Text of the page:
ROME—No one has ever heard a credible word about the fate of Father Paolo Dall’Oglio, a 60-year-old Italian Jesuit priest who was kidnapped as he walked along the shelled-out streets of Raqqa, Syria, on July 27, 2013.
Raqqa had become the de facto capital of ISIS, but Dall’Oglio felt at home there, having spent nearly four decades living and working in Syria. There have been countless rumors of his brutal death at the hands of jihadi terrorists, and just as many often fanciful stories of his miraculous survival because of his well-known opposition to the Bashar al-Assad regime in Syria. But there have never been claims of responsibility from ISIS about holding the priest, and Dall’Oglio’s family says he is instead being held by a group connected to al Qaeda, although they say no one has ever demanded ransom.
Italians are no strangers to kidnappings in conflict zones. Several high-profile journalists were kidnapped and let go during the height of the war on terror in Afghanistan and Iraq, including Giuliana Sgrena, whose rescuers were inadvertently shot by American soldiers as they barreled through a checkpoint to take her to Bagdad International Airport in 2005. More recently others have been picked up and let go in Syria, including Greta Ramelli and Vanessa Marzullo, two young aid workers who were freed in January amid speculation that Italy paid a handsome ransom for their release. But there is scant mention of Father Dall’Oglio and nary a poster of his gray-bearded face hanging in public spaces like there were of the other missing.
But on Sunday, Pope Francis pleaded for the priest’s release in a somewhat surprising aside during his weekly Angelus blessing, leaving many wondering if the Holy See knows something about the priest’s whereabouts or if, perhaps, it is negotiating his release. “In a few days, we will mark the second anniversary since, in Syria, Father Paolo Dall’Oglio was kidnapped,” Francis said to thousands in St. Peter’s Square. “I make a heartfelt and urgent appeal to local and international authorities for the freedom of this esteemed religious man.”
Dall’Oglio was no ordinary priest. He was fluent in Arabic and lived for most of his life in Syria, where he converted the Deir Mar Mousa, the Abyssinian monastery in An-Nabk District, into a religious community to foster Christian-Muslim dialogue and cooperation. He nearly died after falling down a crumbling wall of the decaying hilltop building, which is reportedly what gave him the inspiration to dedicate his life to the project. He has written a number of important texts, including one based on his doctorate dissertation called “About Hope in Islam.”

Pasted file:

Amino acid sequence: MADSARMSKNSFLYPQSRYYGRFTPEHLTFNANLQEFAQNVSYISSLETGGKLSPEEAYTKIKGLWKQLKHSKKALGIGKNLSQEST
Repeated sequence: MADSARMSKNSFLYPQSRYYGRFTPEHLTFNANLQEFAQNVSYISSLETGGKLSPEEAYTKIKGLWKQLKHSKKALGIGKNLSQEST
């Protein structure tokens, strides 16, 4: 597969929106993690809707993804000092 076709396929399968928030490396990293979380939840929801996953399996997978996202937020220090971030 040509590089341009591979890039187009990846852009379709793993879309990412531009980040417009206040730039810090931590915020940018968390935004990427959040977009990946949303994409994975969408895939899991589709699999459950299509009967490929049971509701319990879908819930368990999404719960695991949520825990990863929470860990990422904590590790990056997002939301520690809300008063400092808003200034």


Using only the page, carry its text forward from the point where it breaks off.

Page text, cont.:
In 2011, Dall’Oglio wrote a widely published open letter to Assad, condemning him for the civil war and urging him to stop killing his people. The priest had seen the devastation firsthand and reported in vivid detail the loss of life and torture among the people he ministered to, and those Muslims who were his friends. Assad replied by expelling the priest from Syria. He resisted for several months but finally left in June 2012 and lived for a time Iraqi Kurdistan. But he returned to Syria in early 2013, against the wishes of almost everyone but his loyal Syrian friends and followers.
Dall’Oglio made such powerful enemies because he understood and often spoke in warning tones about the complexity of the geopolitical situation in the Middle East, says Riccardo Cristiano, a journalist for RAI in Italy who recently formed the group Journalist Friends of Father Dall’Oglio to advocate for the return of the priest and act as a conduit for credible information about the prelate.
Cristiano points to a video lecture Dall’Oglio gave shortly before Raqqa fell to ISIS in which the priest aptly predicted, “Syria, which ought to be the place where harmony and fraternity amongst these varying beliefs could be experimented, instead risks becoming fragmented and broken into pieces.”
Cristiano believes the Holy See may have begun dialogue with Dall’Oglio’s captors. “There is a thread of hope,” Cristiano said after the pope’s address. “The phrase ‘an esteemed religious man’ is a beautiful expression. And ‘I appeal to local and international authorities’ is very interesting—is there a channel open? Is this Vatican diplomacy at work? It would seem so. We hope…”
Italy’s Foreign Ministry refused to comment to The Daily Beast on any ongoing negotiations for the priest’s release, but immediately after Francis’s appeal, Italy’s foreign minister, Paolo Gentiloni, tweeted: “Thank you @pontifex for the appeal to free Father Dall’Oglio.”
Until there is credible news of the pacifist priest, hope may continue to spring eternal. Even though the aid workers Ramelli and Marzullo were questioned about their time in ISIS captivity, there has been no official word whether they saw the priest—or any other of a handful of known hostages still in ISIS hands. Shortly before the pair’s release, however, an ISIS supporter tweeted that the girls and the priest would be released soon. Only the girls made it to freedom.
Last year, Francis met with Father Dall’Oglio’s family, but the pope has never publicly appealed for the priest’s release until Sunday. Now it is a waiting game to determine whether he did it to mark the two-year anniversary of the priest’s disappearance or to herald his return.